Friday, May 16, 2014

Stubborn.

Subtitle: I always think I know best. I might be bossy, or have certain control issues.

I have a serious stubborn streak. (This is not news to my husband.) Don't tell me I can't do something. Don't suggest something would work better. Don't take a route that I think is slower. Don't hint that the way that I've been doing something is the wrong way, or that it could be done better. 90% of the time, I won't listen to you, I won't try your way, I won't back down.

For instance, I stubbornly believed I could only run in Nike Zoom Structures for four years, buying the same exact model three years in a row. The first pair I bought in the store. The second I found on clearance at Nordstrom rack. The third came from Zappos, and the last pair, a model that was two years out of date, came from an exhaustive search that ended at e-bay (but they were pink. My first pink running shoes. I shed a tear that I wouldn't be finding another pair the next year.)

From left to right: I had two of the first pair and second pairs that were identical to the ones pictured. The middle pink pair were my last Nikes, sniff. The fourth pair are the evil shoes I just retired, and the last pair are my newest hope.


This year, I decided I had to go away from my Nikes. So I went to the sporting good store and bought what I thought was the best pair of shoes. I sort of let the sales person help me, but mostly I just went off of what I thought was best, and ended up with some Brooks Adrenaline. They were pink and felt good in the store, so I figured I had succeded in moving away from my Nikes.

The shoes were okay for about a week. Then my right calf started aching after every run, which made my knee ache (I cannot explain how calf and knee pain go together, but whatever. They did.) Then I got a blister on the very tip of my left big toe; not a regular, easily treated blister, but a swelling just under the surface that made every barefoot step like a little bee sting. It took two months for that to go away. Meanwhile, still I have the annoying aching. And 5 miles into a run, my toes on my right foot would go numb. But still I remained stubbornly sure that they were weren't the problem, because the idea of the shoes fits the belief I have of what kind of running shoes are best for me.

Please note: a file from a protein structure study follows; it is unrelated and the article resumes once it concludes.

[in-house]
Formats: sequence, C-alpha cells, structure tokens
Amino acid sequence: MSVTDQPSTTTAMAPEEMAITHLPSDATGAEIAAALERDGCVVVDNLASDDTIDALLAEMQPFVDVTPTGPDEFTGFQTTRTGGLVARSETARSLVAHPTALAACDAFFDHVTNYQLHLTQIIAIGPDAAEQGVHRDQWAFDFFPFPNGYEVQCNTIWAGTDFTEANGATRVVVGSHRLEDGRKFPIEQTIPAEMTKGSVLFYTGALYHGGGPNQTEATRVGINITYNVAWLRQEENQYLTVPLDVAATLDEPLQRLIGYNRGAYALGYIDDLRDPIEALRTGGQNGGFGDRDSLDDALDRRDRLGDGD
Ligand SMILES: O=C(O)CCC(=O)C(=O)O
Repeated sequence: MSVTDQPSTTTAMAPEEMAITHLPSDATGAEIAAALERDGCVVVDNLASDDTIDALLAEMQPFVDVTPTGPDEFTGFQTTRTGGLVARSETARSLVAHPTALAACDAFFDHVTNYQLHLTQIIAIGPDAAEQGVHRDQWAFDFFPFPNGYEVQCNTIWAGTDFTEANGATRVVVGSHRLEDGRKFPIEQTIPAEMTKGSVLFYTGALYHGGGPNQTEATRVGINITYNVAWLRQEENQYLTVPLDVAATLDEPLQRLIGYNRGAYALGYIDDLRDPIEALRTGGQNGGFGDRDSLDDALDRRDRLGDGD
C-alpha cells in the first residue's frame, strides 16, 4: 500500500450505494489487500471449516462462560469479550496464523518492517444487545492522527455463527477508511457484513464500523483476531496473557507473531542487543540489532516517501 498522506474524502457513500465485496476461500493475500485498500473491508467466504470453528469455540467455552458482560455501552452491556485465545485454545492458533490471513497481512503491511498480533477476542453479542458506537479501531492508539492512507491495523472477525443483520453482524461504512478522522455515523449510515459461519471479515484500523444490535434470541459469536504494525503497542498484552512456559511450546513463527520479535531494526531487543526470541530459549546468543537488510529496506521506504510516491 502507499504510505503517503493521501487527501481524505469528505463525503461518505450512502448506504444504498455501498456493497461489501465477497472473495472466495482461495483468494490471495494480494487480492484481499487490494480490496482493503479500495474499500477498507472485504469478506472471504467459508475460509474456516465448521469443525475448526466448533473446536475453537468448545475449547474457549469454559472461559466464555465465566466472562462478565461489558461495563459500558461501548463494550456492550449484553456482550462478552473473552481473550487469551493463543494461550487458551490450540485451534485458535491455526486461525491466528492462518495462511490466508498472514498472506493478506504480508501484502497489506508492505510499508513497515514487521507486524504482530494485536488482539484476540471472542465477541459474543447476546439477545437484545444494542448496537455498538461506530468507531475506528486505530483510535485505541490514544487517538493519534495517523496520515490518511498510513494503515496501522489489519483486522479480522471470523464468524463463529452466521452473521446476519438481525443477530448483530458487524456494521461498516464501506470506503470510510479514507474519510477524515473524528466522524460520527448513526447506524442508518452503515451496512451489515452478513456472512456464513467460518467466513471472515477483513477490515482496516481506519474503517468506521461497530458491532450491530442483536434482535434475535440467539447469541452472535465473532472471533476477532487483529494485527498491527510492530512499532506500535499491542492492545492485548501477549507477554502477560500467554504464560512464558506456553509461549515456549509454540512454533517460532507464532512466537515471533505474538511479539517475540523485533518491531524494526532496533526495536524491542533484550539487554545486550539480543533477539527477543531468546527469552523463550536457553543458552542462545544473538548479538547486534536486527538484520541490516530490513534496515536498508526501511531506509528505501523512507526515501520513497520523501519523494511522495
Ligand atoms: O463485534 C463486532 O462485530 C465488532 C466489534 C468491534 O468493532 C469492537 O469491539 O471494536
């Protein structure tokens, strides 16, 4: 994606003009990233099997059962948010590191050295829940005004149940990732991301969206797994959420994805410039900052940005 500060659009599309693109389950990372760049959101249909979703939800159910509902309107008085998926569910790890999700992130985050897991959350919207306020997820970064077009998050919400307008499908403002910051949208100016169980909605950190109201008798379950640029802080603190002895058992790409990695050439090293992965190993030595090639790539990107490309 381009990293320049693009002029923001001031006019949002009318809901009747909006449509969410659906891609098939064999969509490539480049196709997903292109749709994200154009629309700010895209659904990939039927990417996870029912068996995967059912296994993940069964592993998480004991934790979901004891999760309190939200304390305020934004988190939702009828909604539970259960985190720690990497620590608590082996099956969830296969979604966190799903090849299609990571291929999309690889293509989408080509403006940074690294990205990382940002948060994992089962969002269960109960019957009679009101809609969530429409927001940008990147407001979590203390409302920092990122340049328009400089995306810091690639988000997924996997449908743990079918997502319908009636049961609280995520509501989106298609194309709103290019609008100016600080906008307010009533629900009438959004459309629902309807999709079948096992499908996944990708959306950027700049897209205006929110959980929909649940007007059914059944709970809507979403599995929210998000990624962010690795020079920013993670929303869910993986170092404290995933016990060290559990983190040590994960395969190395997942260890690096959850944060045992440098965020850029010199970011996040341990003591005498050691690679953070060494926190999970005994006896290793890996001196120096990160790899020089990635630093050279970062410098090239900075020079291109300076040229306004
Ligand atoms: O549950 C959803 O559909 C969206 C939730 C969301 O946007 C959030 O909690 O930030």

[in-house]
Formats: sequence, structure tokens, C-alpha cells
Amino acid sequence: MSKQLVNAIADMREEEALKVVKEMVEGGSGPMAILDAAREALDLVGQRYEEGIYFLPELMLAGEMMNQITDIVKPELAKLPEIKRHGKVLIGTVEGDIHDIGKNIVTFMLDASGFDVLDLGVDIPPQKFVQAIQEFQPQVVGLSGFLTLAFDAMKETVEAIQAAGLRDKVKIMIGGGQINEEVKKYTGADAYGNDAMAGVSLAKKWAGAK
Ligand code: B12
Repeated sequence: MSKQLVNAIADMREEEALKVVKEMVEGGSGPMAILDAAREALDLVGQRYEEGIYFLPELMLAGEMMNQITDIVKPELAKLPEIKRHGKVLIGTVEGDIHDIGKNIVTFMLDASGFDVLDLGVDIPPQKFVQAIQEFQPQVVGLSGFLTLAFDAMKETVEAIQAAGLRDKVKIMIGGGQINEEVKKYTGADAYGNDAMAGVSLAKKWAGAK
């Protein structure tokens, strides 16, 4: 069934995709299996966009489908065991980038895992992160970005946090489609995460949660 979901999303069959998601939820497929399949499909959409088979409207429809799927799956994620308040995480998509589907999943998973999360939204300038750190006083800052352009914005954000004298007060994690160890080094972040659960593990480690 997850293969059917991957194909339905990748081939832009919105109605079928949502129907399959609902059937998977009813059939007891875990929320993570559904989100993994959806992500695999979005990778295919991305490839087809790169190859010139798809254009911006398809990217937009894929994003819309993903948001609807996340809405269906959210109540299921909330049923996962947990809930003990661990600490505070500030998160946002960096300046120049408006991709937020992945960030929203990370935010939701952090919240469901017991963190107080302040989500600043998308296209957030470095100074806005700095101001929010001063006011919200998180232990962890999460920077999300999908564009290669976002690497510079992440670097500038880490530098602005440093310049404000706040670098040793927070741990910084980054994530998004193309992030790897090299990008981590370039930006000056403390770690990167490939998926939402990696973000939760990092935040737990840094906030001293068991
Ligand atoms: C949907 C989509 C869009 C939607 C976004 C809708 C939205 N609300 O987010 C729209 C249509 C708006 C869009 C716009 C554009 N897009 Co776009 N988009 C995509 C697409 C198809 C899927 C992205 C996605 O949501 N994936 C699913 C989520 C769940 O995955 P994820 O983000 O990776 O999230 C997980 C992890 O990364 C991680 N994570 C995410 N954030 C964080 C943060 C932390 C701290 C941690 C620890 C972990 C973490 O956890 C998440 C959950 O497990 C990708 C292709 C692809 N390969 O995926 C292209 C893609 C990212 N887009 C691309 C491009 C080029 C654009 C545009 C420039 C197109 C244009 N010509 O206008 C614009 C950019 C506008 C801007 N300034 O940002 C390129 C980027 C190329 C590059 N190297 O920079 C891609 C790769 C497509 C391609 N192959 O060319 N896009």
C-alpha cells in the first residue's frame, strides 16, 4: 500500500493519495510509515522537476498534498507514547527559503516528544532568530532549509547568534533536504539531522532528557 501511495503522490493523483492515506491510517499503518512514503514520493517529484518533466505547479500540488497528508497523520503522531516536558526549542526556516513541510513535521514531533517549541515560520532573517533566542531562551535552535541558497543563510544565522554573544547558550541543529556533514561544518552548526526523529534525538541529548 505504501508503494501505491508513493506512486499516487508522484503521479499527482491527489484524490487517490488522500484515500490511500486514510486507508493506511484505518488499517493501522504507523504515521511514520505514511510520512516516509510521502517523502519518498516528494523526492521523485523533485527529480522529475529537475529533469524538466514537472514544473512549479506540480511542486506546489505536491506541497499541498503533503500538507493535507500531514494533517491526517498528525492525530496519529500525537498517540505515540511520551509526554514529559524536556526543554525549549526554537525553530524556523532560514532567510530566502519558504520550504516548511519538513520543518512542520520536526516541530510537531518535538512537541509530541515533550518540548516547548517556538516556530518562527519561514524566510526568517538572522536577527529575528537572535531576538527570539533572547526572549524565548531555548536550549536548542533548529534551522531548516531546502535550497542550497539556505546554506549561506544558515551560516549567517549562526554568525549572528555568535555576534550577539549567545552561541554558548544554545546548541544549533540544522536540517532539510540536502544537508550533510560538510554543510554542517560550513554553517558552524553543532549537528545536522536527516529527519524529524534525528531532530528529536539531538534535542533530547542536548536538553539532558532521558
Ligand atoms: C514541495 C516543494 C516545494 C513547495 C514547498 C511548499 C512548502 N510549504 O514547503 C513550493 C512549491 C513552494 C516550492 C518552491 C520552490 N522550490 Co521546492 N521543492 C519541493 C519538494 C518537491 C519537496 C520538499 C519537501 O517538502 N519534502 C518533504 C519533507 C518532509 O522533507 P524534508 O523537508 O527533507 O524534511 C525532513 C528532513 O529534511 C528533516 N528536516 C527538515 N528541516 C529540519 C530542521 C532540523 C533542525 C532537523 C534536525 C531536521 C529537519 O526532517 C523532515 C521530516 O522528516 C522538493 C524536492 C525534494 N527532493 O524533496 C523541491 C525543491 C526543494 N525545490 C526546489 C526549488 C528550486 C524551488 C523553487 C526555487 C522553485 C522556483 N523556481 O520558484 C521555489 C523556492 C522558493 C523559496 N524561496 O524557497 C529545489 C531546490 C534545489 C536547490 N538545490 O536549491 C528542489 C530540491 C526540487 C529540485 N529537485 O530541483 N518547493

I started dreading putting my shoes on. Finally this week I decided I had enough. This morning, shortly after they opened, I went to a running store I've never tried before. The nice Chinese man who owned the store watched me walk, asked what I've been running in, and then declared I needed a neutral shoe (there are three kinds of running shoes: neutral, neither support or cushion, but in the middle, stability, which I've always worn, which keep feet from pronating, and cushion, which, you guessed it, are cushiony.) I immediately started to argue, stating the 5 years of running in my Nikes as proof that I needed a good stability shoe. "No. Try neutral." he told me, and got his very helpful assistant to bring me a pair of shoes that I planned on hating and sending back after much wise council on my part that they were altogether wrong for me.

Except...I loved them. The Brooks Ghost 6 neutral running shoe he brought me were awesome. They have a wide width, which he assured would help me avoid mid-run toe numbness. The arch supports, being much less than what I've been running with, were perfect for my left foot, which is always a nightmare to fit. They felt really cushy and good and springy and I decided that I must put my pride in my pocket and let the nice Chinese man and his assistant tell me that I was wrong in my prior belief in types of appropriate running footwear.

Believe you me, it was hard. I called in the troops (Shane) for a consult. He told me that they sounded great, the reviews were good on them, and encouraged me to trust the men and let them tell me what to do. The guilt of buying another pair of running shoes just 3 months after buying the last pair was overwhelming. The risk that they might not feel good mid-run and being non-returnable almost made me leave the store and order them on Zappos or Amazon, where a return was more likely. But, after much debate and walking around the store, I bought them.

Gulp.

I didn't hesitate to try them out today. My feet felt happier than they have in months. I am 2.5 hours post-run and my calf still feels good (I almost can't keep that sentence for fear of jinxing myself.)

I keep learning this lesson. That's its ok to let others be the expert sometimes. That I won't be hurting myself by listening to someone else. I might have a problem with pride. I might be resistant to letting letting males boss me around. (Even writing that makes me twitch and want to justify this aspect of my personality. Geesh.)

Maybe it's the very female house I was raised in. Maybe it's a lifetime of watching my mom, who very rarely lets others tell her what is best for her. Maybe it's just a human thing. It might be related to my control issues, or because I was OCD in my youth about which gymnastics leo I could wear on what day to make sure I didn't get into trouble. Or maybe, maybe, maybe.

I'm learning. The world kept spinning, even thought I did what the man told me I should do.

I might try it again sometime.

1 comments:

Feisty Harriet said...

I nodded my head reading this entire post, because I am SO VERY SIMILAR!

And I probably need new running shoes.

xox